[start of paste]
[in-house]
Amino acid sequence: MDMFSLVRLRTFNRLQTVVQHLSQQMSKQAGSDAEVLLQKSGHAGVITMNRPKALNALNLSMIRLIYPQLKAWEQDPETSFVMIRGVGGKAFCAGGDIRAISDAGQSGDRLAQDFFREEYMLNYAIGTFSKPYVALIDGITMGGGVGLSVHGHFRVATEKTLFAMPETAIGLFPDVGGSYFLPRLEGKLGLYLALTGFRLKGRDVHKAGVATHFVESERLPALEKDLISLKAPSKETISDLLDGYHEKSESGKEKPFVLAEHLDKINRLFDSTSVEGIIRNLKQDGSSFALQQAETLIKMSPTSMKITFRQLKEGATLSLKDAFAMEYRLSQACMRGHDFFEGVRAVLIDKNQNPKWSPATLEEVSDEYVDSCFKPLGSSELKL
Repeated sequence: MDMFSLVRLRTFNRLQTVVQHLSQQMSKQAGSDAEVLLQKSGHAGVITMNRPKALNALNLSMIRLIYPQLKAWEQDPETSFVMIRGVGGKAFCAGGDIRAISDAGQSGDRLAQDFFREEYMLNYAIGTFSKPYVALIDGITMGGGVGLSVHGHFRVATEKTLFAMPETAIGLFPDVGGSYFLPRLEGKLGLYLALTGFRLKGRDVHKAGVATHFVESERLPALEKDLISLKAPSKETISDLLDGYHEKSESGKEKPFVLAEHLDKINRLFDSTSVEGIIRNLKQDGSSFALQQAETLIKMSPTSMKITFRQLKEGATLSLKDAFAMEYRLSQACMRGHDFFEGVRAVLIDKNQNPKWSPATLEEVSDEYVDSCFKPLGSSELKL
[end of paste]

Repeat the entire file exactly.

[in-house]
Amino acid sequence: MDMFSLVRLRTFNRLQTVVQHLSQQMSKQAGSDAEVLLQKSGHAGVITMNRPKALNALNLSMIRLIYPQLKAWEQDPETSFVMIRGVGGKAFCAGGDIRAISDAGQSGDRLAQDFFREEYMLNYAIGTFSKPYVALIDGITMGGGVGLSVHGHFRVATEKTLFAMPETAIGLFPDVGGSYFLPRLEGKLGLYLALTGFRLKGRDVHKAGVATHFVESERLPALEKDLISLKAPSKETISDLLDGYHEKSESGKEKPFVLAEHLDKINRLFDSTSVEGIIRNLKQDGSSFALQQAETLIKMSPTSMKITFRQLKEGATLSLKDAFAMEYRLSQACMRGHDFFEGVRAVLIDKNQNPKWSPATLEEVSDEYVDSCFKPLGSSELKL
Repeated sequence: MDMFSLVRLRTFNRLQTVVQHLSQQMSKQAGSDAEVLLQKSGHAGVITMNRPKALNALNLSMIRLIYPQLKAWEQDPETSFVMIRGVGGKAFCAGGDIRAISDAGQSGDRLAQDFFREEYMLNYAIGTFSKPYVALIDGITMGGGVGLSVHGHFRVATEKTLFAMPETAIGLFPDVGGSYFLPRLEGKLGLYLALTGFRLKGRDVHKAGVATHFVESERLPALEKDLISLKAPSKETISDLLDGYHEKSESGKEKPFVLAEHLDKINRLFDSTSVEGIIRNLKQDGSSFALQQAETLIKMSPTSMKITFRQLKEGATLSLKDAFAMEYRLSQACMRGHDFFEGVRAVLIDKNQNPKWSPATLEEVSDEYVDSCFKPLGSSELKL